July 7, 2015 Reading Time: 2 minutes

Originally posted on the Atlas Network page


With Greece rejecting the structural reforms and other terms that it would need to implement for yet another bailout of its crushing government debt, economists are questioning whether the eurozone and its shared international monetary system were doomed to fail from the start. Writing in The Hill, Atlas Network Sound Money Project Senior Fellow Judy Shelton points out that the problem is not a common currency but a lack of fiscal discipline and accountability on the part of some European Union nations.

Some economists are comparing the European Union to the United States, with its separate layers of state and federal governments, and point out that if a single state’s economy were in trouble it would continue to receive federal expenditures — essentially, subsidies from states with healthier economies — but in Europe, individual nations fund and manage their own expansive welfare states.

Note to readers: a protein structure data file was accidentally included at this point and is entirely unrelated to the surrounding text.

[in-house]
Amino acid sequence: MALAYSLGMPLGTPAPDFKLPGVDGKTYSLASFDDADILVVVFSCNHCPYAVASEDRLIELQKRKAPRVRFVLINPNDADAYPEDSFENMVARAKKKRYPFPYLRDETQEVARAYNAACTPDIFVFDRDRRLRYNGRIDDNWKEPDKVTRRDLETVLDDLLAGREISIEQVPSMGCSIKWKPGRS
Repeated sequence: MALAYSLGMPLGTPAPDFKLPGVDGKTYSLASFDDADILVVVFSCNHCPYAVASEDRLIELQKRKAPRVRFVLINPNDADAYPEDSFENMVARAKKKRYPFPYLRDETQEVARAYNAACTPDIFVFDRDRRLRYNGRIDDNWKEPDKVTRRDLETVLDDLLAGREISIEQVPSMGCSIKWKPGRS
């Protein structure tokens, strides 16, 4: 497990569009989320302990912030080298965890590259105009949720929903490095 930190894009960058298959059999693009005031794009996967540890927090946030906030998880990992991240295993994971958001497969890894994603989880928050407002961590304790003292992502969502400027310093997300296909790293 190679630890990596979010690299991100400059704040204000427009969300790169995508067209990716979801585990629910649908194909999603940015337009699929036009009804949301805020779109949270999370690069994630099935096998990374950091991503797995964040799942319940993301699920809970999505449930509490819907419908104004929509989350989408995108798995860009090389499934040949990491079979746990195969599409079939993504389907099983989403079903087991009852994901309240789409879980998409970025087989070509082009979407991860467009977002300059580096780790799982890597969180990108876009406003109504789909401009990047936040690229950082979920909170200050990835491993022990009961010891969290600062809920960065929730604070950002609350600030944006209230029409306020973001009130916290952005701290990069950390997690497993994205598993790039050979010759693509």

Shelton points to the insights of Nobel laureate economist Robert Mundell, one of the thinkers who originally laid the intellectual groundwork for the euro. The notion that monetary union and fiscal union must accompany each other only became an issue after the practice of bailouts and other aid during economic shocks became widespread, Mundell explained. The U.S. federal government in fact has a history of letting individual states default on debt rather than bailing them out, but this didn’t affect the prospects for a shared U.S. currency.

“Mundell’s comments from that interview three years ago help to clarify, too, the futility of seeking economic salvation through monetary debasement,” Shelton writes. “Expressing dismay at the prospect of Greece exiting the euro — ‘in my opinion a great disaster for the people of Greece’ — in order to devalue a resurrected national currency, Mundell pulled no punches. ‘Yes, Greece can’t devalue without its own currency. But Greece’s problem is not an overvalued currency. The problem is an excess of debt and budget deficits. Greek debts are now denominated in euros. If Greece created a new currency in order to devalue, its debts would still be in euros and devaluation would not change that fact.’”

Read Shelton’s full analysis in The Hill.

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